Members have been able to hear SpaceX CEO Elon Musk discuss whether he believes in aliens, Shopify executives Tobi Lutke and Harley Finkelstein wax poetic about entrepreneurship and Wattpad founder Allen Lau talk about his recent decision to sell the company.

“It’s really democratizing corporate Canada and corporate America in a way,” says Fulton, “because normally consumers wouldn’t get this access to senior business leaders.”

He pitched a Clubhouse talk to Cil after being introduced to the platform by Ottawa restaurateur Stephen Beckta, who got his invite from Finkelstein.

After dipping into music conversations, Fulton found he liked the exploratory nature of the platform and that moderators have control over who can speak and when.

“If you’re a business leader that wants the safety of not taking questions, you can still go on there, share your views, and there’s lots of people that are happy to not participate, not ask questions and just listen,” he said.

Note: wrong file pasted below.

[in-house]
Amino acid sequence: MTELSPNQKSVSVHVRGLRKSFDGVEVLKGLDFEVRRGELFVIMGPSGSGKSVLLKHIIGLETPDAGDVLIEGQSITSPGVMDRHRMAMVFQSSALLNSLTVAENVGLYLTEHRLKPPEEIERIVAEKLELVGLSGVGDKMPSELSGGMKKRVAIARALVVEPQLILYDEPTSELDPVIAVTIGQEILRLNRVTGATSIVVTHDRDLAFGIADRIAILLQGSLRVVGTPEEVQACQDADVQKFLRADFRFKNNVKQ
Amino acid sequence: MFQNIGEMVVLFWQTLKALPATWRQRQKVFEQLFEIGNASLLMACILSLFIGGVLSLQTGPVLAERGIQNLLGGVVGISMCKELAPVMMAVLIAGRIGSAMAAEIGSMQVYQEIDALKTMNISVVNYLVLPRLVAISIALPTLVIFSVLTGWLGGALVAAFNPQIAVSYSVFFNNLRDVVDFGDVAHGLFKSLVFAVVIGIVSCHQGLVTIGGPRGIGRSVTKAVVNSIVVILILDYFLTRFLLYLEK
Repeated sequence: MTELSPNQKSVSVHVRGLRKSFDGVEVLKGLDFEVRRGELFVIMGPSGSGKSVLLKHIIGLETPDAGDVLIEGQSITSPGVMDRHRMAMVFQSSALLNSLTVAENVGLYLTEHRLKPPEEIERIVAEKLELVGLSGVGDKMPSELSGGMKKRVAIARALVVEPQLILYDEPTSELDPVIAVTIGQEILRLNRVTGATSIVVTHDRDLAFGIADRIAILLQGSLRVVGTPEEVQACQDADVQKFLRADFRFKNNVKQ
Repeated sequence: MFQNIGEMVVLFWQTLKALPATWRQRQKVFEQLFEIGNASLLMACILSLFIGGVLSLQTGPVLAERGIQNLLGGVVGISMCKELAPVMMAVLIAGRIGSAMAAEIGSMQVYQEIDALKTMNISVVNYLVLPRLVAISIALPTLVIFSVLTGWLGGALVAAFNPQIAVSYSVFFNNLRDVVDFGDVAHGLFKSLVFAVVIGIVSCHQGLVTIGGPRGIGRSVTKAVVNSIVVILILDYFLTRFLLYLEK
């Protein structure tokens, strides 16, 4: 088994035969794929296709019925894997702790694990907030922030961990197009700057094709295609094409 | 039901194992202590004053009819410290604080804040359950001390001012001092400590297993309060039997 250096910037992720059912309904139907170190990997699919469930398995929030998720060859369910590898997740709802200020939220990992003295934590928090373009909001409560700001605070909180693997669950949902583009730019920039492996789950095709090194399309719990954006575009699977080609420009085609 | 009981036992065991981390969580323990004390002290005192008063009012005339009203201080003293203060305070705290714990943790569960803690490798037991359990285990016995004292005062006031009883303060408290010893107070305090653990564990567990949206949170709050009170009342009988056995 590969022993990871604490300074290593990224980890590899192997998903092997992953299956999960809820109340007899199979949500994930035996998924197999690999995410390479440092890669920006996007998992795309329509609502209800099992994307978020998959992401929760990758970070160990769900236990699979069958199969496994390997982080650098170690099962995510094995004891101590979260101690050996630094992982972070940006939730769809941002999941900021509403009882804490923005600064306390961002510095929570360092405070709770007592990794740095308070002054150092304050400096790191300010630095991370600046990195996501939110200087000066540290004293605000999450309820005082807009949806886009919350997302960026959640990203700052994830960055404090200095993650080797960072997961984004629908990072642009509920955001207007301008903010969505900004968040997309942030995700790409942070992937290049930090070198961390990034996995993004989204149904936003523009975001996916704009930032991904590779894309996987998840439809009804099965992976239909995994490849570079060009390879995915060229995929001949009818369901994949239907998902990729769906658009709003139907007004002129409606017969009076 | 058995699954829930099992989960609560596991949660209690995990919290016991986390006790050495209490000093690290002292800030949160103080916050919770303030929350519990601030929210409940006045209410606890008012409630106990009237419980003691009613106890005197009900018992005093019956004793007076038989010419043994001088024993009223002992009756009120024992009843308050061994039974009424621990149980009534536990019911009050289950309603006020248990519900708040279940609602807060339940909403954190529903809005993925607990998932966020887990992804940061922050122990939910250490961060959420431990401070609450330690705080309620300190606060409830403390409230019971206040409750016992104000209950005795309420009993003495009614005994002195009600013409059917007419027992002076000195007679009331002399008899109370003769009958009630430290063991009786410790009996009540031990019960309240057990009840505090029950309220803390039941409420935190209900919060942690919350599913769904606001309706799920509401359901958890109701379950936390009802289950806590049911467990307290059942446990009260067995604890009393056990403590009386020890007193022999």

Richard Lachman, a digital media professor at Ryerson University, agreed the platform can be helpful for executives wanting to manage their image, but said users will quickly drop out of conversations if a speaker is boring them or recognize when someone is too scripted.

Though executives go through media training, he said a few “embarrassments” will likely arise on the app if people don’t know how to respond to “aggressive” questions or can’t kick someone out of a discussion fast enough.

While the app doesn’t overtly market itself as private, its invite-only nature has built a casual atmosphere, even as its userbase grows.